A two-edged sword—this may be the best description of the commandment to submit to all governments. Submitting and supporting an ethical kingdom or political force is easy. What if it is cruel, evil, unfair, and exploitative? According to Romans 13, everyone must submit to governments because all rulers and governments are established by God himself.
And while unpleasant and often exploitative, Christians are charged to pay their dues, regardless of whether it is fashioned through “representatives” or not. “Pay your obligations to everyone: taxes to those you owe taxes, tolls to those you owe tolls, respect to those you own respect, and honor to those you owe honor.” (Romans 13:7)
Peter goes further and explains that we are “aliens” and “temporary residents” in our nations. We are part of a different kingdom which supersedes this one. We are charged to submit to “every human institution”—including the emperor whom we must honor! (1 Peter 2:11-17) The emperor and the Roman empire was an occupying force in their land. Any patriot or “national” would long to physically remove their political oppressors. But Christians were charged to live differently—for the kingdom of God, not for kingdoms fashioned for and by men.
American Revolution and Celebration
In a strict sense, then, obedient Christians could not have participated in the american Revolution. Christ taught an ethic which is truly otherworldly. But was this war “unjust” as suggested by Kurt Willems of Pangea Blog—a most excellent site well worth regularly reading. From a Christian, kingdom ethic’s position, indeed it was. But Christian ethics are not “anti-American any more than they are “anti-England.” The Kingdom ethic surpasses both. It is, in many respects, indifferent to how non-Christians (children of the devil in the devil’s own world) act and operate politically. In as much a politically charged time as Jesus lived, he had remarkably little to say about politics. And this is so because he was largely uninterested in them. He was, however, interested in, and taught his followers about, how his kingdom worked and what they should be busy doing—feeding the poor, clothing the naked, casting out demons, healing the sick, raising the dead, and generally preaching the good news of Jesus Christ!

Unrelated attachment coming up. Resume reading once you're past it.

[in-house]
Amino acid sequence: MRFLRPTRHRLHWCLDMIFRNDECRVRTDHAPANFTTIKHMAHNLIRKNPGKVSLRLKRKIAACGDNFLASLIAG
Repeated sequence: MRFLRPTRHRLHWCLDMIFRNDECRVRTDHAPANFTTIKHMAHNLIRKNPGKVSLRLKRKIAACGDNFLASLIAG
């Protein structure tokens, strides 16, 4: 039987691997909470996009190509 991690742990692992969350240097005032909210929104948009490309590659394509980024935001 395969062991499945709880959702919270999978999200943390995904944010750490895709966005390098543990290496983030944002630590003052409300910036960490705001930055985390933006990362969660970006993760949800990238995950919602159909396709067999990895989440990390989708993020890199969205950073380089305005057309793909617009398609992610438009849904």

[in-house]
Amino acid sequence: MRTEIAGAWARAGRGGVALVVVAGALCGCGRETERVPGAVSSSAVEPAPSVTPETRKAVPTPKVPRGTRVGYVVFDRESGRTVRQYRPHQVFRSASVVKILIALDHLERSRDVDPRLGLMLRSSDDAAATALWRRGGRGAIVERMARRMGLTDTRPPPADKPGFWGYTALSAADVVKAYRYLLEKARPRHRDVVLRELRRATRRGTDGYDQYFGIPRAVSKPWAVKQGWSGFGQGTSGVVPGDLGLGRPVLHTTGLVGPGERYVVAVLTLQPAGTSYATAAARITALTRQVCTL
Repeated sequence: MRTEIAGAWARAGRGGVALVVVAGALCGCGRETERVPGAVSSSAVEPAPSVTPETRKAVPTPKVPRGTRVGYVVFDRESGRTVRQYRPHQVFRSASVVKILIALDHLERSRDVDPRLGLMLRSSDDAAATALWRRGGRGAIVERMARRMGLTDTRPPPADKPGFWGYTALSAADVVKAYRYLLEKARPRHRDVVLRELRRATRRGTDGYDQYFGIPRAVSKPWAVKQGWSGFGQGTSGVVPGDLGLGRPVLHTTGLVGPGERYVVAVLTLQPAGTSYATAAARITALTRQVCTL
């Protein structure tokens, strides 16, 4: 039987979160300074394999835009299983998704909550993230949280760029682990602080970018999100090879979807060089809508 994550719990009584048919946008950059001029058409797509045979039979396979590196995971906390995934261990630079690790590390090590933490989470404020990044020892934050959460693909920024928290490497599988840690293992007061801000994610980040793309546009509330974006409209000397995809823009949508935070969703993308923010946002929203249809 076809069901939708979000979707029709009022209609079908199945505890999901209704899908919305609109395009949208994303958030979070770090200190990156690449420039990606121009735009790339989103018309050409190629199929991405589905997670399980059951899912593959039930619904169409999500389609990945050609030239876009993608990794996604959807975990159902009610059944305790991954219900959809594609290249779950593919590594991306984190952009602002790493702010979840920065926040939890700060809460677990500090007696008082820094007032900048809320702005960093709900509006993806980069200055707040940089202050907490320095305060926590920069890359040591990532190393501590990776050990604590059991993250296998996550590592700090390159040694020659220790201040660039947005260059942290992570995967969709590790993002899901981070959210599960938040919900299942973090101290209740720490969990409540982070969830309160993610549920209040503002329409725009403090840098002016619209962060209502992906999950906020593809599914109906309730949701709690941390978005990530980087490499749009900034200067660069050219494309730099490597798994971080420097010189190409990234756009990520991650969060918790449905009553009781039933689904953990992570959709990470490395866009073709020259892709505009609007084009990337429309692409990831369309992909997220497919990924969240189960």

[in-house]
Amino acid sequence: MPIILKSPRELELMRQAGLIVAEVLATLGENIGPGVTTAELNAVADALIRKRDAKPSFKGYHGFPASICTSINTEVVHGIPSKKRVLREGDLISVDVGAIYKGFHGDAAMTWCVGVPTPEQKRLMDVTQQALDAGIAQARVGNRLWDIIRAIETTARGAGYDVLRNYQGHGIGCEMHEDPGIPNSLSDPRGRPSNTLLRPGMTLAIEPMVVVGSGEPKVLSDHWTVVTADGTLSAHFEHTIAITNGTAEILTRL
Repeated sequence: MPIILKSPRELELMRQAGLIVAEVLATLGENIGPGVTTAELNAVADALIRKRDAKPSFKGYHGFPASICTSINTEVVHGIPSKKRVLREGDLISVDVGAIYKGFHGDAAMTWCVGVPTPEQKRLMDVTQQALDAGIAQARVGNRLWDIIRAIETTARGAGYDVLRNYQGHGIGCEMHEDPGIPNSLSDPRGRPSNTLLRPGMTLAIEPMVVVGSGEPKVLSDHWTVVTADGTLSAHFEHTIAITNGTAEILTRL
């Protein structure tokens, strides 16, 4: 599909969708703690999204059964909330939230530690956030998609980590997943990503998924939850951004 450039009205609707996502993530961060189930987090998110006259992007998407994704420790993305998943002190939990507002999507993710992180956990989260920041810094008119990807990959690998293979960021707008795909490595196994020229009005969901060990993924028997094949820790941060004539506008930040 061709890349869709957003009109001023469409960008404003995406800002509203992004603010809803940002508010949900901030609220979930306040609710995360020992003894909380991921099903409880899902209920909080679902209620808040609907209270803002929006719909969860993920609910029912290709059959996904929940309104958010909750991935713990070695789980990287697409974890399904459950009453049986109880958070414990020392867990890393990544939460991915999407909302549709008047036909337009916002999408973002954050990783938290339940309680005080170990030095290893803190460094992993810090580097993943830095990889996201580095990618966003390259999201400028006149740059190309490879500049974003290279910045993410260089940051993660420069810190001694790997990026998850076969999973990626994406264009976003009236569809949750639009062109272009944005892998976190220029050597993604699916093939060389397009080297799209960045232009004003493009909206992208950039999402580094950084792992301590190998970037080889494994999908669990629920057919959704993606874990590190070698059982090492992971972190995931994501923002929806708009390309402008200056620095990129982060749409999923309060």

One thing which Kurt hit so perfectly in his article “just Jesus and Unjust July 4th” is the supremacy of Jesus. He is perfectly just—far more than any country could ever be. He is more than enough. He is all we need—ALL. No amount of politically granted freedoms can add anything to what he has already done for us and in us. As Kurt wrote, “…the only Independence Day worth celebrating is Easter—which reminds us that violence doesn’t win because the tomb is empty!” While minor freedoms won are worthy of celebration and remembrance, like those which we now enjoy in America, they truly are only shadows of the great and unmatched freedom won for us through the cross. Freedom isn’t free while enslaved to sin. The irony is, all across America, millions are celebrating freedom when in fact they are unwitting slaves of the worst oppression imaginable—their evil hearts. Let us share a true freedom which can never be earned and can never be stolen on this Independence Day.